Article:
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    I have a bulge at L4-L5 and a bit of spondylothesis. I have had no operations. My neurosurgeon and my physiatrist both said the road bike is better for me, as it stretched out the back and the pressure was not directly on my spine, as it would be in an upright position. Don't forego a road bike on any common and incorrect assumptions. Perhaps your case is different, but be sure, and check it out.

  7. #7
    Banned. The Weak Link's Avatar
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    Quote Originally Posted by stapfam View Post

    http://sites.google.com/site/50pluscyclist/traditions

    Forget the Waistline- This will be a hard ride for newcomers that are not very fork adept.- so start training now but start gently. Just plain apple with cream to start with and work your way up. The real experts are onto Blueberry at least a month before the ride.
    Should he get a suspension fork?

    Oh, never mind.

    Grasshopper, I recommend patience. As a non-racing 50+er with no pressing goals, just ride around and take it easy. The key to avoiding injury is not to take too much too quickly.

    Unless you are in really really good shape, it will take you a couple of years for you to get your cycling legs.

  8. #8
    Senior Member Bob/FLA's Avatar
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    Thanks for the input!
    The problem about the drop bar is the titanium plate in my neck restricting my mobility...2/7ths of my neck are essentially welded together. The 7.5 gives my a pretty good balance between stretched out and restricted head movement. I will take a test ride on a "real" bike when I get a chance.

    I'm actually good building up my miles and time on the road. When I'm not on my solo, my wife joins me on the tandem. That's the best time! I also have an indoor trainer for the foul weather days we are so fond of in Florida. I'm working my way up to riding 5 days a week.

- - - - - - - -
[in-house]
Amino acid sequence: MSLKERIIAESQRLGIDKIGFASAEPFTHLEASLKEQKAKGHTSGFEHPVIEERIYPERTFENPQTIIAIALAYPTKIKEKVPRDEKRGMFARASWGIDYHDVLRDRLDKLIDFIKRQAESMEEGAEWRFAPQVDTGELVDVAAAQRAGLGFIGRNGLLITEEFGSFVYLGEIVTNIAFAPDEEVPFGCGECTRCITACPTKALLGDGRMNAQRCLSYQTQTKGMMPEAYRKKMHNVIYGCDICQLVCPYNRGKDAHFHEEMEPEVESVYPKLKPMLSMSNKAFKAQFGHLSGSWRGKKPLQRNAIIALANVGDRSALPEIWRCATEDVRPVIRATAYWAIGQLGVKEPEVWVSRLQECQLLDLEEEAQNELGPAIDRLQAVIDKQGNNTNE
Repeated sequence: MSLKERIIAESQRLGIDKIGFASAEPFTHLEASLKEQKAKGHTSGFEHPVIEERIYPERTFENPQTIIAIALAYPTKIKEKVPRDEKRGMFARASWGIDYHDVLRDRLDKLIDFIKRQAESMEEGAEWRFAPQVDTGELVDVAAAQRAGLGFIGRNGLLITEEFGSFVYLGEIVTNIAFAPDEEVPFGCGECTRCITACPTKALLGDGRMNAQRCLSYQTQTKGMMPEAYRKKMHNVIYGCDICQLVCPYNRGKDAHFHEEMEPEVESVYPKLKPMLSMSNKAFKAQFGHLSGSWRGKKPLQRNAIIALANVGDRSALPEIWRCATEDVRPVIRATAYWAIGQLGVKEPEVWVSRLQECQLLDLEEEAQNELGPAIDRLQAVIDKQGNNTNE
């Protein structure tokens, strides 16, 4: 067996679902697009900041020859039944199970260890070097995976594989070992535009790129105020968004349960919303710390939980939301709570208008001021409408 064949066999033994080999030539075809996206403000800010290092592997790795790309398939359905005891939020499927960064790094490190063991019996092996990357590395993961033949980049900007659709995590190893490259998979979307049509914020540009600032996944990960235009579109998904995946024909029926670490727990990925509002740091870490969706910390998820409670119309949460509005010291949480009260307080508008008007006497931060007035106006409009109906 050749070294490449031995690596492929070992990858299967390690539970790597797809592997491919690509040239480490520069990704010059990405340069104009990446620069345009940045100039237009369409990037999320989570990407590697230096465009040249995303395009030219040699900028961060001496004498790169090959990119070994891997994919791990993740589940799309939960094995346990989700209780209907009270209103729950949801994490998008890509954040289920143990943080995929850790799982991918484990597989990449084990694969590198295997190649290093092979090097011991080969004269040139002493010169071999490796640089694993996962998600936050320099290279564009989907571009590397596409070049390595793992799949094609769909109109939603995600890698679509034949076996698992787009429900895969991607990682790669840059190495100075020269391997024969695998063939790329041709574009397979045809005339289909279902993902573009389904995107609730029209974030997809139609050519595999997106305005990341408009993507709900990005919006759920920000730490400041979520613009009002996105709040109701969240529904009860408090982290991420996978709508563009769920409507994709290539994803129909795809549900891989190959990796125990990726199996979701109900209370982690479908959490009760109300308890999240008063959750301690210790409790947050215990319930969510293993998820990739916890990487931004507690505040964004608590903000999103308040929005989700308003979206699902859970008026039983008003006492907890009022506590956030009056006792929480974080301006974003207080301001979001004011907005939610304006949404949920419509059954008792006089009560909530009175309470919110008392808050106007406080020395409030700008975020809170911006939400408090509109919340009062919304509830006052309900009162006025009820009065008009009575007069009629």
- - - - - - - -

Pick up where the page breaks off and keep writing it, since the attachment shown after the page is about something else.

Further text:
A couple of years to get cycling legs? I've got nothing but time.

    Thanks again and best to all
    Bob

  9. #9
    Senior Member Doug64's Avatar
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    The bike will be fine. The book "Cycling past 50" by Joe Friel has some good advice for us old farts. While training, especially at our ages, more is not always better. Quality riding , while often not as much fun, is more beneficial than "just riding". I took one of my longest tours (so far) at the age of 64, 3650 fully loaded miles. I really believe that bike touring is more about our mental atitude than physical condition, age, or the kind of bike we ride. Good physical conditioning and the bike may make long rides easier; but mental toughness is equally or even more important. I'll bet that you will be ready in less than the 2 years "to get cycling legs"! Good luck

  10. #10
    Senior Member Bob/FLA's Avatar
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    Mentally tough?
    23 years military, law enforcement now. Definite type-A personality. So I guess it should just be a matter of time to get 'er done! I will check out the "Cycling Past 50" book you suggested, and one other goal is a long distance ride...FL to TN.

    Thanks for your generous input for a new guy.
    Best to all
    Bob

  11. #11
    Banned. The Weak Link's Avatar
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    Quote Originally Posted by Bob/FLA View Post
    Mentally tough?
    23 years military, law enforcement now. I will check out the "Cycling Past 50" book you suggested.
    With your background, you won't have to actually read the book. Just ******-whip it until it gives you the answers you want.